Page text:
Detroit rapper Big Sean performed live at Santa Barbara’s Velvet Jones Night Club to a large audience on Saturday, Jan. 8. Fans of the G.O.O.D. Music artist waited hours in line to hear him, but might have been a bit disappointed when his set came on late into the night.

Even at 8 p.m. — with the show slated to begin at 9 p.m. — an enormous line snaked along the side of the building. The first opening act,  Black Knight, a.k.a Young Stunna, performed a few of his songs. Other opening acts included Kidd Kash and Mr. Man along with other local Santa Barbara artists who took the stage before Big Sean. The opening acts performed for a solid two hours, and were not well received.

Many of the attendees heckled the performers and challenged them to battle random MCs in the audience. A few times during the opening acts, members of the audience leapt on stage and attempted to grab the microphones. At first this behavior was allowed (the crowd loved it), but it soon became problematic, and security stepped in to curb their enthusiasm. It was clear who everyone wanted to hear and see: Big Sean.

Once Big Sean came on, the room truly changed in ambiance. The crowd made an abrupt shift from a near-riot to ecstatic welcoming of Big Sean to the stage. Arriving at 11:45 p.m., he kicked things off with “Final Hour” and other songs from his Finally Famous Vol. 3: BIG album including, “Five Bucks,” “Supa Dupa Lemonade” and “Big Nut Bust.”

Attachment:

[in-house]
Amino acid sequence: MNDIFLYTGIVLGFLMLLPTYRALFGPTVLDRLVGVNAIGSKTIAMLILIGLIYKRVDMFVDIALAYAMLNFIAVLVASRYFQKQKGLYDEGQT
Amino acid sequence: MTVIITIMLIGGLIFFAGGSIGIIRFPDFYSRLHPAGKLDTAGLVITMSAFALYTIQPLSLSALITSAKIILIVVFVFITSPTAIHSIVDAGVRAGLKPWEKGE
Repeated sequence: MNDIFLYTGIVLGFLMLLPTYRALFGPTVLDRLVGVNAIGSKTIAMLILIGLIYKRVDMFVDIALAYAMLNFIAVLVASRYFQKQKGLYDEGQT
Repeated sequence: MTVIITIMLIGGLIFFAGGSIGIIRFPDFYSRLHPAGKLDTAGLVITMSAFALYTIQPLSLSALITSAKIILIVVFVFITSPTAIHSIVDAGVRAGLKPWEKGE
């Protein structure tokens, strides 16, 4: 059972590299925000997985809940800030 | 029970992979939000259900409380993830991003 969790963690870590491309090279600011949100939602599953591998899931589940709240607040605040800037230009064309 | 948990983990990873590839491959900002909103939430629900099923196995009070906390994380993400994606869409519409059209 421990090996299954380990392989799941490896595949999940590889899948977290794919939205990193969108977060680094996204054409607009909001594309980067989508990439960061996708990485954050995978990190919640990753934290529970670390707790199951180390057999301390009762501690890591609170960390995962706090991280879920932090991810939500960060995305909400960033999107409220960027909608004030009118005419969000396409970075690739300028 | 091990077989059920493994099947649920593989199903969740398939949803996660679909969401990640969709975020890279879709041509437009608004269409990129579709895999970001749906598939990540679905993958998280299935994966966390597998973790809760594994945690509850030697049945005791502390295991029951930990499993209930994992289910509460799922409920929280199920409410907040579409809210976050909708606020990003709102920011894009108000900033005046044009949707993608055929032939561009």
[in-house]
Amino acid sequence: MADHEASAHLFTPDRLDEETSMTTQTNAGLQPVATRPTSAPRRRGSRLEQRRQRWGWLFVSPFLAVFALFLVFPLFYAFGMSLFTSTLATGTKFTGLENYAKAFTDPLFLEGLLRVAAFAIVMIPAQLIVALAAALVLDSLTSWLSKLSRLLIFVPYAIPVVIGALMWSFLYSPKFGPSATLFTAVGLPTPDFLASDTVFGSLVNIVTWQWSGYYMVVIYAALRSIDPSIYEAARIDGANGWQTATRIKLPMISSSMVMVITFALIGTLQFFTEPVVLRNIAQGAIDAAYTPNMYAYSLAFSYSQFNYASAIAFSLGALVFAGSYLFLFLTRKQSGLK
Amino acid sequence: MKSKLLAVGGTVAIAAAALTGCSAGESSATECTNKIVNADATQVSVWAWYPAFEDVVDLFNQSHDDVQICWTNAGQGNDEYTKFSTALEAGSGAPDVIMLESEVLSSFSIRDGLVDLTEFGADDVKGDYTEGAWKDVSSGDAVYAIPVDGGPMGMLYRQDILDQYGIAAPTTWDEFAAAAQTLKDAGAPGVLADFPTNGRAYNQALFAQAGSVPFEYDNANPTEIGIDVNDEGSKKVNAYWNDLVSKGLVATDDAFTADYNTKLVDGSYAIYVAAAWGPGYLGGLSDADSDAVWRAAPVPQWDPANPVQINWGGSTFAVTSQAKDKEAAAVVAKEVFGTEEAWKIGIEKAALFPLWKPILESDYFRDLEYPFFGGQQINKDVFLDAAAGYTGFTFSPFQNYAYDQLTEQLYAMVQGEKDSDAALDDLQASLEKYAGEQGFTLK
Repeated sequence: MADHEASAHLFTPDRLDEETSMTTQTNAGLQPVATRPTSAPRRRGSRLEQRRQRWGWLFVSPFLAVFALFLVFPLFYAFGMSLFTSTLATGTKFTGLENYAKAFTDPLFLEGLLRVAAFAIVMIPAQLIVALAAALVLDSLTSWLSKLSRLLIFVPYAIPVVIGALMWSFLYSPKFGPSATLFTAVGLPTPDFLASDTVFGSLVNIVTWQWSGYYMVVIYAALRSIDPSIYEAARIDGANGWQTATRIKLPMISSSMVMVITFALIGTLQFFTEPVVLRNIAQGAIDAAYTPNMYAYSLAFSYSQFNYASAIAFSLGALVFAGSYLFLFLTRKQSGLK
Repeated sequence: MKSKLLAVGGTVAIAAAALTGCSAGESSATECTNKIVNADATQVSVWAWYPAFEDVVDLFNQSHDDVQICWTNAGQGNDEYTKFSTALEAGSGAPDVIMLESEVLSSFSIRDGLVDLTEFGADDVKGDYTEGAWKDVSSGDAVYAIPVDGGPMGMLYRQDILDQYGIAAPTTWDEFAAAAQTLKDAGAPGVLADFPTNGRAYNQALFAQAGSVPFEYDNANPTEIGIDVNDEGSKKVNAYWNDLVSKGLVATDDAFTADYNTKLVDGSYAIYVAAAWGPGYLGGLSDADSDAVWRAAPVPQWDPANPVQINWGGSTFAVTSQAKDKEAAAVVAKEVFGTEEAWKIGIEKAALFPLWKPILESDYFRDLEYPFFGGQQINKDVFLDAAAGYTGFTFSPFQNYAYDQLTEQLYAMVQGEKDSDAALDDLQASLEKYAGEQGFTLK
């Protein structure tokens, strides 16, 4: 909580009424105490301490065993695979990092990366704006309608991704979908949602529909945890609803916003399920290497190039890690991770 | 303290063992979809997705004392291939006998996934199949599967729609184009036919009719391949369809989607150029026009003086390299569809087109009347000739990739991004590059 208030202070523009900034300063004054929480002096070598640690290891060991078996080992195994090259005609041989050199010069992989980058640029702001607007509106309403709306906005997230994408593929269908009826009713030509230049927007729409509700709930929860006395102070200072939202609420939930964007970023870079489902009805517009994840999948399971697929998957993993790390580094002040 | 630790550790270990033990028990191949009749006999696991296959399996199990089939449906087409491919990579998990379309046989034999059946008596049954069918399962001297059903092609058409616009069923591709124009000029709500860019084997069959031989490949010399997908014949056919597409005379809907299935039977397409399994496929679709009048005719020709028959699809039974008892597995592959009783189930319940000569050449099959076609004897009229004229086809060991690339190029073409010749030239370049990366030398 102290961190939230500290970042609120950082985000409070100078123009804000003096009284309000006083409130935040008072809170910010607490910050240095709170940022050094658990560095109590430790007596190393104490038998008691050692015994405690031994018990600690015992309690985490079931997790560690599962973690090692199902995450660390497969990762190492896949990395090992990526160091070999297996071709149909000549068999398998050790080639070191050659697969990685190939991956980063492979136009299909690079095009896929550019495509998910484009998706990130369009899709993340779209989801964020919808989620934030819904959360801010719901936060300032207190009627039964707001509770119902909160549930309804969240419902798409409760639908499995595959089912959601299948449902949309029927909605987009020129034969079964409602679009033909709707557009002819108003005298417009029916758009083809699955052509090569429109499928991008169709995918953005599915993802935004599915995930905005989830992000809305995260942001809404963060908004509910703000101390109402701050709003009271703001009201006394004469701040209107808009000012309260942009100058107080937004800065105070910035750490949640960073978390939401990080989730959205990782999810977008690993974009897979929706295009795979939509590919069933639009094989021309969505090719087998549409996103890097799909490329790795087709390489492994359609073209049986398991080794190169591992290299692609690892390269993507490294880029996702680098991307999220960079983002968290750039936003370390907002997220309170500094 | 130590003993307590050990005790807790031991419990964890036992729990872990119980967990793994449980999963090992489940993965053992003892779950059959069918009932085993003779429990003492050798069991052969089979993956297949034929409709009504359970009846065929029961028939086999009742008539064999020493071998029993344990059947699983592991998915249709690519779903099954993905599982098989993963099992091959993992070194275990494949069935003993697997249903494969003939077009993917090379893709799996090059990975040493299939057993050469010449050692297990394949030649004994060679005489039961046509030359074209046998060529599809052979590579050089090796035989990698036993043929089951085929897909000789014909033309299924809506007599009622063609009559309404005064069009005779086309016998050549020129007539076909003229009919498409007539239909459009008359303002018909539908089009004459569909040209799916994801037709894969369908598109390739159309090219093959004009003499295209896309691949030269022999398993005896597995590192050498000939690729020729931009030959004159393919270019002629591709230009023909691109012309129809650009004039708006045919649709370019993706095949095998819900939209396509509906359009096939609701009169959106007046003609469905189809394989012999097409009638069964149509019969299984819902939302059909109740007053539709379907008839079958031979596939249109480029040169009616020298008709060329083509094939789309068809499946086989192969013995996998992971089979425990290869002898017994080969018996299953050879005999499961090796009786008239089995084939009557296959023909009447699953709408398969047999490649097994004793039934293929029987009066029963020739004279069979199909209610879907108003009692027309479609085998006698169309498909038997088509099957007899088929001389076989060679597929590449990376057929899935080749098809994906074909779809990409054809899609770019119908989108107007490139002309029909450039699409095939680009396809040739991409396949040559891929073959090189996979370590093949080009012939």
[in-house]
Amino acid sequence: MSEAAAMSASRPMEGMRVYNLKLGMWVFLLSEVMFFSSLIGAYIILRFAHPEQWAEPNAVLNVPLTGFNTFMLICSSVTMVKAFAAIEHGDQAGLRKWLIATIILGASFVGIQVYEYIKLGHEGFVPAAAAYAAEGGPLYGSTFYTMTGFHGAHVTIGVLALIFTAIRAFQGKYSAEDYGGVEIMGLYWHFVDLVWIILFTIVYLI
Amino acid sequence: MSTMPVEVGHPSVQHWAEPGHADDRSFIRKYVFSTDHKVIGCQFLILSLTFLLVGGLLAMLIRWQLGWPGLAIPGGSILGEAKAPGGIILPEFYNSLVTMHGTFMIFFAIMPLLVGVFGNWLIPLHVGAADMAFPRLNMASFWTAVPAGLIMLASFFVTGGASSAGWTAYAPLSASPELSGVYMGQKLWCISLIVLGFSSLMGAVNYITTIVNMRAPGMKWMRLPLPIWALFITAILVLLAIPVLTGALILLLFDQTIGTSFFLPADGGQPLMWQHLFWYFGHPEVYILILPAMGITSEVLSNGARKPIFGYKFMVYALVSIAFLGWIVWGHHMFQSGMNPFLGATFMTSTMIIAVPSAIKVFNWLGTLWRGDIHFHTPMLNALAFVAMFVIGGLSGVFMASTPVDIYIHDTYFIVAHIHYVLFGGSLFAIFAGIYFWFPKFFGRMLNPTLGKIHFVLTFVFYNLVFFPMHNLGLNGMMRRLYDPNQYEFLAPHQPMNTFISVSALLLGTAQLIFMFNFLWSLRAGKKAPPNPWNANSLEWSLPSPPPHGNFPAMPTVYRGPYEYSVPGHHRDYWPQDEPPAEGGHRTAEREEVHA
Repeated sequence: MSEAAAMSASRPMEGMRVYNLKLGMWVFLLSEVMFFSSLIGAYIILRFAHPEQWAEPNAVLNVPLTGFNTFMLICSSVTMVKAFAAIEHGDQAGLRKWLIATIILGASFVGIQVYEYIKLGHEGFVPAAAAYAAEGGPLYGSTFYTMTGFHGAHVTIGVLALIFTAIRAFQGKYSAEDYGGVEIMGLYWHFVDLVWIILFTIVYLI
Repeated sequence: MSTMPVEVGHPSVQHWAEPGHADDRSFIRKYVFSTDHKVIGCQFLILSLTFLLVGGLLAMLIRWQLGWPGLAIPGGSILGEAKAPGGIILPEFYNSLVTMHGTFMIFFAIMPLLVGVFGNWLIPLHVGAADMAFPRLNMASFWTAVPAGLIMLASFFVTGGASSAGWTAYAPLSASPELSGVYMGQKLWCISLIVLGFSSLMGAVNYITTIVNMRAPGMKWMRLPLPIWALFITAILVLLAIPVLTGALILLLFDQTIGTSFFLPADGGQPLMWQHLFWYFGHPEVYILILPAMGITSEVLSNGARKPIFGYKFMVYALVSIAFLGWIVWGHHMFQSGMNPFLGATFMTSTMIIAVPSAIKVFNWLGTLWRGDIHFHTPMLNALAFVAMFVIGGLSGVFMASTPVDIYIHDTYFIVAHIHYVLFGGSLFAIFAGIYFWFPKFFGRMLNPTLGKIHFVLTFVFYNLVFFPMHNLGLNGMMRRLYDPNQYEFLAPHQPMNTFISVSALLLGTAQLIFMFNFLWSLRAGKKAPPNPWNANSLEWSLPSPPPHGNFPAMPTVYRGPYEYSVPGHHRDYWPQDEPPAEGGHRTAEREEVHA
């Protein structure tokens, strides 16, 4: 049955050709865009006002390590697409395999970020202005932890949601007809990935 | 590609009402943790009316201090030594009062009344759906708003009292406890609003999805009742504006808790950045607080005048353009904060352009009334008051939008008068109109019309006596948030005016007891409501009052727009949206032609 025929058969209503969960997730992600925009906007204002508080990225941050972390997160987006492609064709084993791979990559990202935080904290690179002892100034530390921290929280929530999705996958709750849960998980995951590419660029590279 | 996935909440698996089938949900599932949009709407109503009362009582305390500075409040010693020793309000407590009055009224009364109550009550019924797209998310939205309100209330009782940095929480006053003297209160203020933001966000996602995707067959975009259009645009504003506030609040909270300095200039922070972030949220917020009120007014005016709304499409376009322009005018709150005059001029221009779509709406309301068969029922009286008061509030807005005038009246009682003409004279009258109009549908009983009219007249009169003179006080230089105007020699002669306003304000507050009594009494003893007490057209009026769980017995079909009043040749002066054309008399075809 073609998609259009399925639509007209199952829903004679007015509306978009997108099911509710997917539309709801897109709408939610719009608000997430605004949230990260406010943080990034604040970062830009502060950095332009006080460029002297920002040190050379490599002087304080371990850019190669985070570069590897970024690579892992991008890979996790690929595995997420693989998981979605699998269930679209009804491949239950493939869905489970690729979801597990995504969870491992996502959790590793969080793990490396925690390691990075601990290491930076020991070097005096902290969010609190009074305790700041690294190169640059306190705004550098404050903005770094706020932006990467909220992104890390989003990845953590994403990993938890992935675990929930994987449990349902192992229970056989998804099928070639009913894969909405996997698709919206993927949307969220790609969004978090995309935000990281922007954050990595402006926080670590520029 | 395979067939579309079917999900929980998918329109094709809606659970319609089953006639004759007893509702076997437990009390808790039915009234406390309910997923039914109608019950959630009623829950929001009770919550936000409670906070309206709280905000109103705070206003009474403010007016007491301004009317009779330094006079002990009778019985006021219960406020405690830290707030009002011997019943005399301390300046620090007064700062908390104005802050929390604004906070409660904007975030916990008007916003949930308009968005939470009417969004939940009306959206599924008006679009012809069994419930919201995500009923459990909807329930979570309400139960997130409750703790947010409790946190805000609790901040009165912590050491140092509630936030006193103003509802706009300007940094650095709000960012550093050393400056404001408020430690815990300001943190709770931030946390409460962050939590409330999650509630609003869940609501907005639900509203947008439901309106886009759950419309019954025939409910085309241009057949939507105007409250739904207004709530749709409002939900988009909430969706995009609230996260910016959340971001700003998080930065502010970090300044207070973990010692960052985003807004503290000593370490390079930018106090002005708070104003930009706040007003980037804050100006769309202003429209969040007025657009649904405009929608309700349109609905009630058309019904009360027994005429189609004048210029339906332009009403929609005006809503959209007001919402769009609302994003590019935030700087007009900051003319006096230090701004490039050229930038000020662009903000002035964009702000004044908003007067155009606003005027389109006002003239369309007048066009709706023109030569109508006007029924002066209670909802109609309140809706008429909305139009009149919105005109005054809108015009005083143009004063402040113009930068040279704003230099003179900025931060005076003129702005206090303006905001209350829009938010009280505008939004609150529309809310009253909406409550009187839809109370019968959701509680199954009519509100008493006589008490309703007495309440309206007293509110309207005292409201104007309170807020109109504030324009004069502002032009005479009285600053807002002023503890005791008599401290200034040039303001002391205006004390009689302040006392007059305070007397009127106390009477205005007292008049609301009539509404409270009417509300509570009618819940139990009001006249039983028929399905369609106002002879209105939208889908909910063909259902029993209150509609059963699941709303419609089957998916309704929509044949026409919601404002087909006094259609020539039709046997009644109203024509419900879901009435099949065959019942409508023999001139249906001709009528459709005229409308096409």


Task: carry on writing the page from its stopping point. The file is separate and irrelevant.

At one point during his performance, Big Sean addressed the crowd about some life lessons he had learned as a struggling rapper. He recalled his grandmother giving him advice on following his heart and pursuing ambitions and dreams. Then he performed “Memories,” which received an extremely positive response from the audience. One of the highlights of the show included Big Sean removing his shirt for fans, which hyped up the crowd again into an uproar. His set ended around 1 a.m. with the song “Bullshittin.”

I personally enjoyed the show — the Big Sean parts at least. The opening acts were given too much stage time, but this is understandable when the main act has to belt out a good hour of their own songs. While the opening acts were received with aggression, jeers and blatant disrespect, the same crowd embraced Big Sean with cheers and excitement. Perhaps Velvet Jones could limit the time given to openers to avoid this type of response, or hire more well-known artists who would generate praise instead of boos.